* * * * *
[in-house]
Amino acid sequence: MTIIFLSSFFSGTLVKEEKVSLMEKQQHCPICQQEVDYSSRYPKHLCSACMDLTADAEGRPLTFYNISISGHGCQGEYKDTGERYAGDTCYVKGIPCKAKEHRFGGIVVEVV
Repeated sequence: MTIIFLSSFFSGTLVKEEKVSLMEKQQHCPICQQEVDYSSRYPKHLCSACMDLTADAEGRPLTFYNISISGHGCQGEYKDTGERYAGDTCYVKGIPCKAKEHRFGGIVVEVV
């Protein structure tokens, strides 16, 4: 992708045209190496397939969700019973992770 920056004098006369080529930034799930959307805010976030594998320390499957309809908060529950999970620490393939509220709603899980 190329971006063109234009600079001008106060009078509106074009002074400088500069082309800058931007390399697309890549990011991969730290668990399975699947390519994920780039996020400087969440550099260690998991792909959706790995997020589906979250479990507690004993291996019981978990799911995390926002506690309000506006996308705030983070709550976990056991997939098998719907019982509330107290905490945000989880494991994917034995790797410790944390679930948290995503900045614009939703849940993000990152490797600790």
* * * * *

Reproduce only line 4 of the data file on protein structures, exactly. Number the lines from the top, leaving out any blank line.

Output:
């Protein structure tokens, strides 16, 4: 992708045209190496397939969700019973992770 920056004098006369080529930034799930959307805010976030594998320390499957309809908060529950999970620490393939509220709603899980 190329971006063109234009600079001008106060009078509106074009002074400088500069082309800058931007390399697309890549990011991969730290668990399975699947390519994920780039996020400087969440550099260690998991792909959706790995997020589906979250479990507690004993291996019981978990799911995390926002506690309000506006996308705030983070709550976990056991997939098998719907019982509330107290905490945000989880494991994917034995790797410790944390679930948290995503900045614009939703849940993000990152490797600790």